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Seniors steal the show at student forum

LAURA SI-SHUEN NG on 21 Feb 2014

Singapore Press Holdings Ltd


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IT WAS labelled a student forum but it was the seniors who stole the show.

Aimed at finding ways to bring back the “kampung spirit”, some of the 11 seniors present reeled off anecdotes of their experience of village life to the 55 university and polytechnic students.

The forum on Wednesday was part of the opening of Avenue 1960s – a heritage exhibition on how life was like in Singapore from the 1960s to 1980s.

Chaired by Senior Parliamentary Secretary for Education and Manpower Hawazi Daipi and Dr Chua Ai Lin, the president of the Singapore Heritage Society, the forum included discussions on what the kampung spirit meant in modern Singapore and how it could be revived.

Retiree Yeo Hong Eng, who like the other seniors, was born in the 1960s, said Singapore’s increasing wealth has eroded some of the kampung spirit he experienced in the past. “Nowadays, there is a spirit of distrust and things are given so freely, so you don’t need anyone’s help.”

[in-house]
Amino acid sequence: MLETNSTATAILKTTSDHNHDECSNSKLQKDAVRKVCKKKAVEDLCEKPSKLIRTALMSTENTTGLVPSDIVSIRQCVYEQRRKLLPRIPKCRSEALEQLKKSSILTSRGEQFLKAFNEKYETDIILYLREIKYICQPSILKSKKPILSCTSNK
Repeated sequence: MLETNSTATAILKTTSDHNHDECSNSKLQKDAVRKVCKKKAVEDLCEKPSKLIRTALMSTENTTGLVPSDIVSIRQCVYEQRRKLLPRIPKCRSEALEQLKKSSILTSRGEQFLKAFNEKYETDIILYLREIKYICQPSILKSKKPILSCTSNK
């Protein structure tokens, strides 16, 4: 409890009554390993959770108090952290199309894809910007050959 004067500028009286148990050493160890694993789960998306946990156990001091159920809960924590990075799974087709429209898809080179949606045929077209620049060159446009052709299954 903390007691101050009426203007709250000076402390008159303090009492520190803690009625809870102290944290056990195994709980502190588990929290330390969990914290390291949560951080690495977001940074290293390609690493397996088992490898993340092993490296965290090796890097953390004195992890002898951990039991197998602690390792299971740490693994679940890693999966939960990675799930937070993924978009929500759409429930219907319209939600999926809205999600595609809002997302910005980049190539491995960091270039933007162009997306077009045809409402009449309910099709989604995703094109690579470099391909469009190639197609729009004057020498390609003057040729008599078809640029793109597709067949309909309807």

Nanyang Technological University (NTU) student Nicholas Chan, 24, echoed his sentiments. He said: “I feel that I’m being robbed of the camaraderie and trust in neighbours and strangers that existed then.”

Singapore Kindness Movement general secretary William Wan, who was at the forum, said: “Today the irony is that we have so much but we don’t want to share. The kampung spirit is about reversing this.”

Yet, Mr Hawazi said, listening to the discussions, it was apparent the kampung spirit was still strong. He added that civil society efforts by youth also showed they cared about what was happening in Singapore. “I have confidence that the kampung spirit is alive and we should encourage the broadening and deepening of this spirit,” he said.

There were also many suggestions on how to strengthen the kampung spirit.

If today’s social media scene is the contemporary version of the village, then netizens can help look out for bad online behaviour and advise against it, said Dr Wan. Meanwhile, Dr Chua said she believes public spaces can be designed to encourage interaction between people.

The exhibition, which was organised by four final-year NTU students, is on till Sunday at the Arts House.

Source: The Straits Times © Singapore Press Holdings Limited. Reproduced with permission.

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